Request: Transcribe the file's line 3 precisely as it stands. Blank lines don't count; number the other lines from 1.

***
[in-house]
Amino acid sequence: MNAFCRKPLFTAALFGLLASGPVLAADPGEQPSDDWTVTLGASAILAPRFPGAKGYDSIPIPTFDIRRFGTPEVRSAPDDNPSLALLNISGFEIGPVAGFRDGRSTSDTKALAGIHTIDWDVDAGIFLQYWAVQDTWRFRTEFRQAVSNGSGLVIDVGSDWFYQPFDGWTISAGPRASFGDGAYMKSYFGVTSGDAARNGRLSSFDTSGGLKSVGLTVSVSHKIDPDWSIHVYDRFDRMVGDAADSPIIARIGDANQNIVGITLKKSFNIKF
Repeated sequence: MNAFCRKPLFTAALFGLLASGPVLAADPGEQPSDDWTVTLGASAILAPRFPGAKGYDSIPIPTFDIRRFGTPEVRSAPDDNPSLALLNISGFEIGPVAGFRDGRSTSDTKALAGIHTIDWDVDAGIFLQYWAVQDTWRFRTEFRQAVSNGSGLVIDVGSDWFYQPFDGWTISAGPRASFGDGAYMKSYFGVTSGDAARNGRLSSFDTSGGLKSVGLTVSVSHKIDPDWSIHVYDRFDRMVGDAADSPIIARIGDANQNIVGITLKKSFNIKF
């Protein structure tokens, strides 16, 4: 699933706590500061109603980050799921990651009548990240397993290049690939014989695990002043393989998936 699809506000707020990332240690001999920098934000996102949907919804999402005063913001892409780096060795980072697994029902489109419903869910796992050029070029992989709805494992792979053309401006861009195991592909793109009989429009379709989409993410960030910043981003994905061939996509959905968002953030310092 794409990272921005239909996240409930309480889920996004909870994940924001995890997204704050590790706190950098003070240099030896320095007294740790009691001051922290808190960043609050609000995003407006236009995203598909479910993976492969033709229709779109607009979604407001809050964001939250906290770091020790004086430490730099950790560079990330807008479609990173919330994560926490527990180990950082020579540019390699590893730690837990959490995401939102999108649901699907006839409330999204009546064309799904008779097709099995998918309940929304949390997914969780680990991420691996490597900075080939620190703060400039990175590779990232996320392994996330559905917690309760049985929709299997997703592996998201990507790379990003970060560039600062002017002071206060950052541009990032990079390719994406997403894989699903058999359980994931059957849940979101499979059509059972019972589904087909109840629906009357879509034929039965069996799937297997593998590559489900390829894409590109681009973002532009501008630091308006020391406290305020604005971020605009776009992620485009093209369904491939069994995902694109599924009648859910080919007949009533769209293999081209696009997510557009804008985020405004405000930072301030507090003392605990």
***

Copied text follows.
Repeated sequence: MNAFCRKPLFTAALFGLLASGPVLAADPGEQPSDDWTVTLGASAILAPRFPGAKGYDSIPIPTFDIRRFGTPEVRSAPDDNPSLALLNISGFEIGPVAGFRDGRSTSDTKALAGIHTIDWDVDAGIFLQYWAVQDTWRFRTEFRQAVSNGSGLVIDVGSDWFYQPFDGWTISAGPRASFGDGAYMKSYFGVTSGDAARNGRLSSFDTSGGLKSVGLTVSVSHKIDPDWSIHVYDRFDRMVGDAADSPIIARIGDANQNIVGITLKKSFNIKF